Second, an aspiring writer must have the discipline to sit down every single day and spend hours over the keyboard. That can be the toughest part of the process…dedication to the task and the discipline to complete that task.
I also think writers must have healthy egos to endure the rejection that comes to all of us from publishers, agents, literary critics and readers. If one has a fragile sense of self, writing is definitely going to be a destructive career choice.
JRR: Great advice! Who was your favorite author as a child?
My father used to read to me from American folk tales. Paul Bunyan and Pecos Bill are two I remember well. Those got me started and from there I’d read stories about other bigger than life figures like John Henry Johnson, Davy Crockett, Daniel Boone, Jim Bridger, and finally graduated to Mark Twain.
JRR: Who is your favorite author as an adult?
I have a few. The novels of Ernest Hemingway and F. Scott Fitzgerald entranced me and demonstrated how brilliantly-written fiction could gobble readers up and transport them to another place and time. The storytelling ability of Stephen King showed me that a good tale could pull the reader into the story, increase their heartbeat, cause them to perspire with fear and anticipation, and come out the other end invigorated. Also, the novels of Aldous Huxley and Sinclair Lewis taught me that fiction could have a social conscience while also being entertaining.
JRR: Which book have you always meant to get around to reading, but still not read?
The Magic Mountain and Finnegan’s Wake.
JRR: What’s the best advice you have ever received?
Though an aphorism more so than advice, I’ve benefited from knowing that: There’s no such thing as a free lunch.
JRR: I like that! Your newest book, Blood Moon is based off of a true story. What made you want to tell this story?
First a little background. The details of the story came to me from Ed DuBois. Ed runs a security firm, Investigators, Inc., and had been brought into the case by a mutual friend of Marc Schiller, the victim. Ed read my novel Evil Town and enjoyed it, and when he wanted to explore the possibilities of having a book written about the crime, he contacted me.
Initially, Ed wanted a true crime book written to counter the treatment the real story was getting in a movie that was being made of the crime, “Pain and Gain.” Ed was serving as a consultant on the movie and grew disenchanted with the “black comedy” slant being applied to the script. I wrote a treatment of the book but when it became apparent a true crime book could not be written and published in time to provide a balance to the movie, that project was abandoned.
I had become intrigued by the crime, especially by the courage of the victim, Marc Schiller, and Ed’s determination to get the “bad guys.” Schiller’s survival of 30 days in captivity during which he was brutally tortured, and had every single penny of his substantial estate extorted, was a story that was too compelling to ignore. My wheelhouse is fiction so I went to Ed and Marc and asked if they’d mind if I treated the story as fiction, hewing closely enough to the real events to convey the true horror of what Marc endured and how Ed worked skillfully to solve the crime.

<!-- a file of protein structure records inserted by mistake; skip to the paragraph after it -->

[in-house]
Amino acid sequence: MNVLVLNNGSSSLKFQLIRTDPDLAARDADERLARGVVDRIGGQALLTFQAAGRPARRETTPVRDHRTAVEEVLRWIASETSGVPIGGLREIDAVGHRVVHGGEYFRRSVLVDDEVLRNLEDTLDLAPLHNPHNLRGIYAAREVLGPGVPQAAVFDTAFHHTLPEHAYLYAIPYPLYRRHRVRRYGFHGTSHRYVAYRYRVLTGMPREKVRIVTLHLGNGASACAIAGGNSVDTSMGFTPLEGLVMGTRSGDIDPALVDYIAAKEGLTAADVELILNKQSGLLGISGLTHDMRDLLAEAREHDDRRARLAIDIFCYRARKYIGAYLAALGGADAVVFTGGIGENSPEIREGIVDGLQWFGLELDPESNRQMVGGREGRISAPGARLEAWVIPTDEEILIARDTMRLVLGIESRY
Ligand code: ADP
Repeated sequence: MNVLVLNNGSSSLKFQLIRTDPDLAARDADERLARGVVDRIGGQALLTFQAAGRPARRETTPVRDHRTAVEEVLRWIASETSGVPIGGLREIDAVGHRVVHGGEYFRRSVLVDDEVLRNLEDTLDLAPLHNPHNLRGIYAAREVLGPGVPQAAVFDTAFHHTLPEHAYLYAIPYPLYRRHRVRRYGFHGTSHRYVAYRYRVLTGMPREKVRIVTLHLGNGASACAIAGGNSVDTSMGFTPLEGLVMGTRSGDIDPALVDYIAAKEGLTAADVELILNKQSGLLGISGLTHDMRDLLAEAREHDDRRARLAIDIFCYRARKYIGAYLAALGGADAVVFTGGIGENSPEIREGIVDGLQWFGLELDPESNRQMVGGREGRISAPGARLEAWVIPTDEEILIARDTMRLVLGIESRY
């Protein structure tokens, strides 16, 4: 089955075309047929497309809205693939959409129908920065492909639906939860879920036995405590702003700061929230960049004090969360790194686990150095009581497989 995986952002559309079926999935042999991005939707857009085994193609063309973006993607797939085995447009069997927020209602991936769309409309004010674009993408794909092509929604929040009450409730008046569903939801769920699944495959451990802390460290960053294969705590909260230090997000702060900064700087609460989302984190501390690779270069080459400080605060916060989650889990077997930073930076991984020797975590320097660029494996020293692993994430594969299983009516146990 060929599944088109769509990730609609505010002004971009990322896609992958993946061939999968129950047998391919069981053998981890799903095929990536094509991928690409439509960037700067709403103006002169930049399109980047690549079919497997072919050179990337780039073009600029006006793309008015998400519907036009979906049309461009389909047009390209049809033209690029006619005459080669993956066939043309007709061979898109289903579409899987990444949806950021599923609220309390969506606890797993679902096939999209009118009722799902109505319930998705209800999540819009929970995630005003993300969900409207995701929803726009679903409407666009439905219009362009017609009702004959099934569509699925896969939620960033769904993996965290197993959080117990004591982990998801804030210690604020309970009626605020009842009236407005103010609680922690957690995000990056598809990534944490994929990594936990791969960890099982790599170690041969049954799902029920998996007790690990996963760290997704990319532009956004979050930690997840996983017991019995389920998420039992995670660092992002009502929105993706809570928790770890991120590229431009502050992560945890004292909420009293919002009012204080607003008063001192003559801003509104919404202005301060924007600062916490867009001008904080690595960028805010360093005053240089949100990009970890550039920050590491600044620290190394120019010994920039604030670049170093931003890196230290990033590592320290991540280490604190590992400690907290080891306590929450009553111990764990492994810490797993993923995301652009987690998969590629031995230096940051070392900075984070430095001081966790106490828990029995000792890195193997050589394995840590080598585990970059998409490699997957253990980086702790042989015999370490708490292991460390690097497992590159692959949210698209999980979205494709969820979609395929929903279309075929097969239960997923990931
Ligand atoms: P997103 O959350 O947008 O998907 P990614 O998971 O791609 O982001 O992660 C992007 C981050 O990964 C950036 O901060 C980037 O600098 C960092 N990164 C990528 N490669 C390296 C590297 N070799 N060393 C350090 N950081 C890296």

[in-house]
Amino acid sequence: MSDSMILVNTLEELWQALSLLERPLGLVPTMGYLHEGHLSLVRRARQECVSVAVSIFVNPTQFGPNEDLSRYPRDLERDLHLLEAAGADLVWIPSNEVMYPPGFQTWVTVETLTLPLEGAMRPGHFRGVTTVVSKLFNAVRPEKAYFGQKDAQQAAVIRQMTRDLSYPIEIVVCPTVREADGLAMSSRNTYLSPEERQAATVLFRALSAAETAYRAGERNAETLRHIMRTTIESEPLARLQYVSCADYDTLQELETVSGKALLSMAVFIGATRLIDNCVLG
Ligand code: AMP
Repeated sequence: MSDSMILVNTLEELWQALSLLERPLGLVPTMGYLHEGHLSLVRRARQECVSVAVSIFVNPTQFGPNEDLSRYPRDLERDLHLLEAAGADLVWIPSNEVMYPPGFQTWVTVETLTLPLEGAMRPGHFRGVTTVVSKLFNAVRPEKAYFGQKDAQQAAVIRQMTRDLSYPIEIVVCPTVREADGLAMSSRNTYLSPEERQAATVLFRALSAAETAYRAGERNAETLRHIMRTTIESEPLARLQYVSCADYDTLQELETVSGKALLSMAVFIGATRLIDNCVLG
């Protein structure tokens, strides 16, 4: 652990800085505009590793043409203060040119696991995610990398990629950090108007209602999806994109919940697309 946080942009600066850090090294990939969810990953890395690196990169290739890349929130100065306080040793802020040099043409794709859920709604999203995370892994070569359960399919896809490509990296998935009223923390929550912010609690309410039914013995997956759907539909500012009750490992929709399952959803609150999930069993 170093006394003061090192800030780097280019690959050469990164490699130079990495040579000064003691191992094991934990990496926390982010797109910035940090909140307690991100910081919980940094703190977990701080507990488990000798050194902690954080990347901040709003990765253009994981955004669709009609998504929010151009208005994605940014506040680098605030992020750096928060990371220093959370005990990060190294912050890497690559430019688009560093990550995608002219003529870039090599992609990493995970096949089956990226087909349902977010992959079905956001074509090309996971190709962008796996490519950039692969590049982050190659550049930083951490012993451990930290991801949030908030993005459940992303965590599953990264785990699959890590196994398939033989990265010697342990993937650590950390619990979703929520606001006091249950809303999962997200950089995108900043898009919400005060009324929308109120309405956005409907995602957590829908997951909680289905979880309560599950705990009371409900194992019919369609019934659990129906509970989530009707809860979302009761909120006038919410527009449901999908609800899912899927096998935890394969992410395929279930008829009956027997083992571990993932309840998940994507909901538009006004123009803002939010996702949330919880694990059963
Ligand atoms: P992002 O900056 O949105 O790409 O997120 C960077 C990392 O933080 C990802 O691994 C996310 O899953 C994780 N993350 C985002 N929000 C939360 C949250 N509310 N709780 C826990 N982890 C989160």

JRR: I find that hard to believe that they gave the movie a ‘black comedy’ slant on something that actually happened to someone! Especially where someone survived 30 days of pure torture. How much research was involved in writing Blood Moon?
Blood Moon required a great deal of research. I studied hundreds of pages of trial transcripts to fully understand details of the crime and to get a “feel” for the perpetrators and their victims. I also studied police crime reports. The depositions conducted by attorneys for the defense and prosecution were another source of information. Most helpful were hours of discussions with the Ed and Marc.
JRR: How accurate is it to the ‘real life story’? It sounds truly terrifying.
Two passages from Marc Schiller’s Foreword to the novel answer this question best:
After reading this novel, most readers will be hard-pressed to accept that anything as written in these pages could happen. That assumption would be very wrong. I know because I am the one who experienced and survived many of the traumatic events described in Bloodmoon.
My month long stay in what I called “Hotel Hell” – which the author of Bloodmoon captures with chilling accuracy – was filled with physical and mental torture, humiliation and starvation.
JRR: He must have been a strong person to survive his ordeal. It had to have changed him as well.
If you could have dinner with three people (living or dead) who would they be and why?
- My late father so we could discuss my novels.
- Ernest Hemingway for the same reason. Presumptuous I know, but I’d love to get his critique, and also pick his brain on writing.
- Beethoven because he is a fascinating personality as well as a genius in his field.
JRR: Those are some good choices!
**Thank you for your time with this interview!